pictures by tim olivey
aerial views jan06
A study of the landscape archeology around the village has been undertaken by Mark Corney and Nick Morriss with layperson support from members of the community. There is much physical evidence for earlier periods of agriculture such as medieval ridge and furrows and even Romano-British field remains. These aerial pictures taken by THLG member Tim Olivey clearly show the ridge and furrows still to be seen in many of the fields around. They will be used, in conjunction with the detailed ground surveys, to map the probable structure of the medieval open fields and their relation to the village. These activities are part of our Local Heritage Initiative project. Click on thumbnail to enlarge.
crate2001

crate2001

rook farm001

rook farm001

romano3001

The depression with the overlaying ridge and furrow is believed to be a romano-british field

queen st001

Shrunken village remains have been identified in an area near the church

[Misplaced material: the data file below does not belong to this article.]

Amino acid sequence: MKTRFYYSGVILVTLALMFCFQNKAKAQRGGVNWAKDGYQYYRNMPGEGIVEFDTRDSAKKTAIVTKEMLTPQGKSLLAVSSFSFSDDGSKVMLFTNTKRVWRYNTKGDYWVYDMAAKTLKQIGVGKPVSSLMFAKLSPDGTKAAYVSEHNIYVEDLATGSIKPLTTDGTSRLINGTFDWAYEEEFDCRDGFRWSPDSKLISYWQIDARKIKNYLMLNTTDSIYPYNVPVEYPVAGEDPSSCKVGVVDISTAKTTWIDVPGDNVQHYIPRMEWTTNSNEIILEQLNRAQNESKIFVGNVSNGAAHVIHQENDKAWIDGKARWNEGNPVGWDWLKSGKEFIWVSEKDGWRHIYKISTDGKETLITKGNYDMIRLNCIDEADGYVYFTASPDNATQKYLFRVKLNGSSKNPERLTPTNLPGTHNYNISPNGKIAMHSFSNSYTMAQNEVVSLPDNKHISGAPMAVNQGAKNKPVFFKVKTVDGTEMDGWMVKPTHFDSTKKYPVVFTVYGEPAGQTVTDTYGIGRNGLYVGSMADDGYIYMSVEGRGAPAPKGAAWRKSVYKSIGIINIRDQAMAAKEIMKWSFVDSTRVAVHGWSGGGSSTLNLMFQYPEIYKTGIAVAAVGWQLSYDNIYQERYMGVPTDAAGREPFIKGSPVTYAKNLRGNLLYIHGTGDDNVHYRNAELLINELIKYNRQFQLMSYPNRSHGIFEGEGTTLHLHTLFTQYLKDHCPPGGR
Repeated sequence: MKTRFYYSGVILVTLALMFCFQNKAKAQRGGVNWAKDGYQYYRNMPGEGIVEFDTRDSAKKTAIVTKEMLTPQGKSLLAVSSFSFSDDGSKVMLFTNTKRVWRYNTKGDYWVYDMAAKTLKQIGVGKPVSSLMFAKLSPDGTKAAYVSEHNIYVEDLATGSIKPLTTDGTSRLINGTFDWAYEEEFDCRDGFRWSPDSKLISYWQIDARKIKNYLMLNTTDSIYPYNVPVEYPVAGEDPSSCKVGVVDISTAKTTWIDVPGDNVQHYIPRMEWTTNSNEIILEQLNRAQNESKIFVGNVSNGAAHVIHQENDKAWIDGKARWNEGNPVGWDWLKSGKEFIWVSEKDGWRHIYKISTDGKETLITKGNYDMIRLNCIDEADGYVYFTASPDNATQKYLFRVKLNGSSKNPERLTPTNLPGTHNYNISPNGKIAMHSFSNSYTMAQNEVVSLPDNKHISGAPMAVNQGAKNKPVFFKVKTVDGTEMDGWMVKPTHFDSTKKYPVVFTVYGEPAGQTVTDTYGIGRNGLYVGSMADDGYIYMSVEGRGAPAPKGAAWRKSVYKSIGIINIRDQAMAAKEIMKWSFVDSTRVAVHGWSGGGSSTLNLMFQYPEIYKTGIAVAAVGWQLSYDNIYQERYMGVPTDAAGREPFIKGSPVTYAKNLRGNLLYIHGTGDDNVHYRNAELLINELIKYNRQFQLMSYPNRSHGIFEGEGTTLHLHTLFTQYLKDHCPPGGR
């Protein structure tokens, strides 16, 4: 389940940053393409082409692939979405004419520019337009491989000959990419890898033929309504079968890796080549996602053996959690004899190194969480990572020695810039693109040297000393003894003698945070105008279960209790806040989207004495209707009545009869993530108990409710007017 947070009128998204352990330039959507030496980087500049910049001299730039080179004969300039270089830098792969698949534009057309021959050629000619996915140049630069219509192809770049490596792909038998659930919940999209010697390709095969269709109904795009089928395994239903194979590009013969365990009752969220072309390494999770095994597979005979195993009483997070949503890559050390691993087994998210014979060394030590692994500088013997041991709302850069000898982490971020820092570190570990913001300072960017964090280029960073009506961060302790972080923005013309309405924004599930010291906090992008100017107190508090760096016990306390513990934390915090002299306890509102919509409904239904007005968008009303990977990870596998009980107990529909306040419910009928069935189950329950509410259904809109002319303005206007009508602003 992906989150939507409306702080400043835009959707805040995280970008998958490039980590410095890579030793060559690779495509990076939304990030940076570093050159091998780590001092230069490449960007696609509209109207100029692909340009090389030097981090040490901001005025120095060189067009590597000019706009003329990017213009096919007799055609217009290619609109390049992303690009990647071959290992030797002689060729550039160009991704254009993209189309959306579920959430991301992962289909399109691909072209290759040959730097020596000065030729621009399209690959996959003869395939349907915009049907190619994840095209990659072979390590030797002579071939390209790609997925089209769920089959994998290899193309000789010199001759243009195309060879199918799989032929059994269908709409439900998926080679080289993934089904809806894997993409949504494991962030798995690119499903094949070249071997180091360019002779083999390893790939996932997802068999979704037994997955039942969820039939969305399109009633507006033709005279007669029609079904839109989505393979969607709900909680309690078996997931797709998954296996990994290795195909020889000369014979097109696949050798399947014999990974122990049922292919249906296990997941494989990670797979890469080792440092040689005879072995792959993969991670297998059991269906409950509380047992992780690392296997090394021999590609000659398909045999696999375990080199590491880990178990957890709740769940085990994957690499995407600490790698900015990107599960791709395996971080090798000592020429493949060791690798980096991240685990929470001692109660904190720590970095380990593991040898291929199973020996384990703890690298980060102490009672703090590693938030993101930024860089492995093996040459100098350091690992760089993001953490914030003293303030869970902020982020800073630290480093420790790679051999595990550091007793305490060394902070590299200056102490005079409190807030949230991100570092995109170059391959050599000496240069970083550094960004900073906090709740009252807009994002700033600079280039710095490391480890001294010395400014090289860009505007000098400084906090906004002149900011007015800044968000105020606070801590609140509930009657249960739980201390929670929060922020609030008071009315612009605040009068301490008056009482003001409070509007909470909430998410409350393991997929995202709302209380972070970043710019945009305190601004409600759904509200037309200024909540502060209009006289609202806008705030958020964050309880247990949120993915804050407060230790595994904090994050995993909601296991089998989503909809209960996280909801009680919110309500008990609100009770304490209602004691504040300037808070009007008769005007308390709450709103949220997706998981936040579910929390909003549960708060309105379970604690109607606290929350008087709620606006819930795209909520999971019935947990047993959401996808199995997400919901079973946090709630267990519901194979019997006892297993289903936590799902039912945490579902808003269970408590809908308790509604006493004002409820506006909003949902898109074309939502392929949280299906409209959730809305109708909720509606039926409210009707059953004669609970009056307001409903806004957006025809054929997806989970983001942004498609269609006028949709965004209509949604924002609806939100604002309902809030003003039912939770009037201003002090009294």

farthing fields001

farthing fields001

chester and court001

chester and court001

wind lavers001

Part of Gt East Field. Ridges visible from the air

lavers ann wind001

Ridge and furrow seen here cannot be observed at ground level

trapnose001

Ridge and furrow remnants of the West Field are seen here

all farthings001

Most of the West Field. The pattern of ridge and furrow in the r/h side field has been mapped in a detailed survey

Farthing1001

Mapped field has evidence of 800 years of farming practice

farthing2circle001

Note how the drove cuts through the ridge and furrow. It is probably a 17C enclosure drove.

rookery1.jpg001

Ploughed out features still visible fom the air

marsh1

marsh1

Huish1001

Huish1001

huish2001

huish2001

taverners1001

The best example of ridge and furrow with headland in the village

hoopers001

hoopers001

ann001

ann001

crate with track001

crate with track001

Gt Wind001

Gt Wind001